Reviewed by Glenn Erickson
Fox hasn't yet released the acclaimed Joe L. Mankiewicz spy thriller Five Fingers, an espionage
classic from the years when secret agents were more often than not associated with War
themes, before James Bond turned Cold War competition into a cynical playground for hot sex and
comic book spectacle.
British spy masterminds had a miserable time in WW2, sending off eager patriots to almost certain
capture and death in Nazi-held France. In the pre-007 fifties British filmmakers were looking for
themes that exalted the sacrifice and nobility of English warriors. One of the most popular was
1958's Carve Her Name With Pride a tearjerker that exaggerated only slightly the short and
unhappy career of Violette Szabo, played with conviction and spirit by Virginia McKenna. 1
The Man Who Never Was is one of the better wartime spy films. It's based on a true incident
and keeps the peripheral dramatization to a minimum. Only an oddly-miscalculated appearance by the
usually delightful Gloria Grahame upsets the balance. The fascinating story doesn't require the addition
of fancy twists to keep our interest.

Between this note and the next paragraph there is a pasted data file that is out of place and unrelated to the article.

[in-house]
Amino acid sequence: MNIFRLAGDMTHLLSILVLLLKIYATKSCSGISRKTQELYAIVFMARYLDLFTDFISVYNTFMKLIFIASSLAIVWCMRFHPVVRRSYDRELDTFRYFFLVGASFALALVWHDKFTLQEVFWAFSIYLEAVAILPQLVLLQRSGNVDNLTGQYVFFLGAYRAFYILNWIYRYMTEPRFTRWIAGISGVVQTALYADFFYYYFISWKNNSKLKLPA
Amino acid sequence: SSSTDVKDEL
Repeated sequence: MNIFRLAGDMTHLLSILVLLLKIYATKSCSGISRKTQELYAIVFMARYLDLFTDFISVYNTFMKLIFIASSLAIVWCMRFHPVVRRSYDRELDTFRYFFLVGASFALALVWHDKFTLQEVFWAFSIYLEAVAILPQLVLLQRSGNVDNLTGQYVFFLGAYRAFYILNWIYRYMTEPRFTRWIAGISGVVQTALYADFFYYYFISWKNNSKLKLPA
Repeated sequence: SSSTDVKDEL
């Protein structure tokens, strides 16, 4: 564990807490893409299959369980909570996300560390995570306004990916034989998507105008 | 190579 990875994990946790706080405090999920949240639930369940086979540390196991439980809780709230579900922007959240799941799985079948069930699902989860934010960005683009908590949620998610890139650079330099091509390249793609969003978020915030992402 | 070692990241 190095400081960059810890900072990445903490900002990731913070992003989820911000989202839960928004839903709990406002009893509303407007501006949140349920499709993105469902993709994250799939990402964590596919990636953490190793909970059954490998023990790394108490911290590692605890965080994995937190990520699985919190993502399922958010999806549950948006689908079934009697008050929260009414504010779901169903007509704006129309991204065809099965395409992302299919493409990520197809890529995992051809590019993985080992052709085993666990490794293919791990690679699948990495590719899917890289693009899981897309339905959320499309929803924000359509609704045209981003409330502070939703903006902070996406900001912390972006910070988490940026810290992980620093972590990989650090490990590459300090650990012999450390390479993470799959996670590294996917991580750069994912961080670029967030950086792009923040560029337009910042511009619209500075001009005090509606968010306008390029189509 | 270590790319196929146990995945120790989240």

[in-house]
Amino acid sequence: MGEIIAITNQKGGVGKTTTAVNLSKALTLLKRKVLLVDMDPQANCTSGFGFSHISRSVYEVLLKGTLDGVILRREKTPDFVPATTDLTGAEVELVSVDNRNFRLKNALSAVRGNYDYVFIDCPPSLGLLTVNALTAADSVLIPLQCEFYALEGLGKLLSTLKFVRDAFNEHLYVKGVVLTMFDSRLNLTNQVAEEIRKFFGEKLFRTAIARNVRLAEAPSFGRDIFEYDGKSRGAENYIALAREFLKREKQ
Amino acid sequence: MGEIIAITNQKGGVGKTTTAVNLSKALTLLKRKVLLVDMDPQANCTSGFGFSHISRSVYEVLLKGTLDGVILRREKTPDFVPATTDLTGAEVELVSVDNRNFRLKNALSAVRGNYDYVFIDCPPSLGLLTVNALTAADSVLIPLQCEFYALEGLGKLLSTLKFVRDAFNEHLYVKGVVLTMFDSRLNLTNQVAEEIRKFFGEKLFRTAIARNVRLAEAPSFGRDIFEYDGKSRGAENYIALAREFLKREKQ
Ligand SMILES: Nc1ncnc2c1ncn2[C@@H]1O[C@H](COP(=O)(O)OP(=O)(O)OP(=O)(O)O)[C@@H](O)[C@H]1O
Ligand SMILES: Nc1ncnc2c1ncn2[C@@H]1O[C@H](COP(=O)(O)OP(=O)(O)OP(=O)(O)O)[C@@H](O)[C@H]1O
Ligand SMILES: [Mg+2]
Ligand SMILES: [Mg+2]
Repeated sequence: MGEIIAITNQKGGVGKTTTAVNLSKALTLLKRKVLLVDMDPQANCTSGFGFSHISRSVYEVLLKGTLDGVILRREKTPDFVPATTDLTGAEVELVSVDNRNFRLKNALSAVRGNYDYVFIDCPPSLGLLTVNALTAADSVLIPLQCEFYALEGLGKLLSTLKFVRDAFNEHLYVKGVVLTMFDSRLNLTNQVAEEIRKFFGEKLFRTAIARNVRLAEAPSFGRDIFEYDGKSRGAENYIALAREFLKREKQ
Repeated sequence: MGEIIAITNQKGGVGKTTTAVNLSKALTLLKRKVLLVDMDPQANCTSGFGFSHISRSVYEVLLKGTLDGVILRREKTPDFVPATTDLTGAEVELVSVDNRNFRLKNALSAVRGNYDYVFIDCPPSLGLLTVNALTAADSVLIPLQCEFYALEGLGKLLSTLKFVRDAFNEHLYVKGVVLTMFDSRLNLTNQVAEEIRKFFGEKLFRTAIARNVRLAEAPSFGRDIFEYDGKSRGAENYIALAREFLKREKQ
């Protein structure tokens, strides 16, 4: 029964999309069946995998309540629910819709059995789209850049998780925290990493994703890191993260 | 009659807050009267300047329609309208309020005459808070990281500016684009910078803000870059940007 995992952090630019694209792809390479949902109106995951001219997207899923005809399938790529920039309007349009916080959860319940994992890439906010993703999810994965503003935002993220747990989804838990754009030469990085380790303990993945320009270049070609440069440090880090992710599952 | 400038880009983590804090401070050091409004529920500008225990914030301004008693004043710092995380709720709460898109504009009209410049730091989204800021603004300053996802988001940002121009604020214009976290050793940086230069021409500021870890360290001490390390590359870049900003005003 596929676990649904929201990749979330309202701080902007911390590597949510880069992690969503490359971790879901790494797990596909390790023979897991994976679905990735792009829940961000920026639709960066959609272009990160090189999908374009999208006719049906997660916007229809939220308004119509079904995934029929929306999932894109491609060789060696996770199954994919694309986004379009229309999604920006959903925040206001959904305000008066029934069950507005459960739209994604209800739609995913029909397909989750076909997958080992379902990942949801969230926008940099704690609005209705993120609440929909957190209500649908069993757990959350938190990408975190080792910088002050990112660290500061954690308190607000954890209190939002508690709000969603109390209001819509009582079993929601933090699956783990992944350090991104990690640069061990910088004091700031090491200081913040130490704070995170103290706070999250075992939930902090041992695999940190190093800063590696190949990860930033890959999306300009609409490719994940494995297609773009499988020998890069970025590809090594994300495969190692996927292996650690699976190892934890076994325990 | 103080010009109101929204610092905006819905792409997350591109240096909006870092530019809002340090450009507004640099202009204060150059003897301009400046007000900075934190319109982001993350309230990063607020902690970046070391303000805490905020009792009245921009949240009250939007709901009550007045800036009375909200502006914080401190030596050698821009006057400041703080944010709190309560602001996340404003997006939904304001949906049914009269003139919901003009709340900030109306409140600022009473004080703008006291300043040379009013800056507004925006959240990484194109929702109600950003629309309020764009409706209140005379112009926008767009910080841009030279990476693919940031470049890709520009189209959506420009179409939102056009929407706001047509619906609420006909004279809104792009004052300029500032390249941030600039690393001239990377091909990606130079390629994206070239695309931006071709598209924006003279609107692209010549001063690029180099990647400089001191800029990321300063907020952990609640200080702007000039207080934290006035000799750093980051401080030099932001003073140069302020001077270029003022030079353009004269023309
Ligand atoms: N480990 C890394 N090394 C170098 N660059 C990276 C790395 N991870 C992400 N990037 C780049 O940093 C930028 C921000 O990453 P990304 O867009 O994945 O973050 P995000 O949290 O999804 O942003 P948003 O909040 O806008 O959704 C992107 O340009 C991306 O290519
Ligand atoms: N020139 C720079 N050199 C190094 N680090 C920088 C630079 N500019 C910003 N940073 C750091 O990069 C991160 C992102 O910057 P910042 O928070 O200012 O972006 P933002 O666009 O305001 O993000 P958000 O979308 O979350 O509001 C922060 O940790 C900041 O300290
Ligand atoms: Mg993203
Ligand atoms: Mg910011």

Lt. Cmdr. Ewen Montagu (Clifton Webb), his aide Lt. George Acres (Robert Flemyng)
and their secretary Pam (Josephine Griffin) are charged with finding a
simple and cheap way of misleading the Nazis into thinking that Sicily will not be the Allies'
point of attack in the invasion of Southern Europe. They eventually come upon a morbid plan
that requires the use of a fresh corpse with an elaborate fake identity, that includes the writing of an
intimate love note. Pam's roomate Lucy Sherwood (Gloria Grahame) supplies the love letter and
Operation Mincemeat goes as planned, except for one hitch: The Germans dispatch Irish secret agent
Patrick O'Reilly (Stephen Boyd) to determine if the corpse's bank accounts, purchases and love letter
are genuine ... and Lucy has no idea that spy games are going on.
A deceptively simple story played straight, The Man Who Never Was shows just how a major
military spy operation was conceived in real life - dreamed up by a couple of imaginative
brains over pipe smoke and impossible orders: Redirect the Nazi high command's entire war effort
to the wrong front. Don't spend any money, use any soldiers or let anyone know what you're doing.
And make it all happen in a couple of weeks, please. The only contribution of a gallery of War
Ministry officials is to second-guess and naysay the bold plan, and it takes Winston Churchill to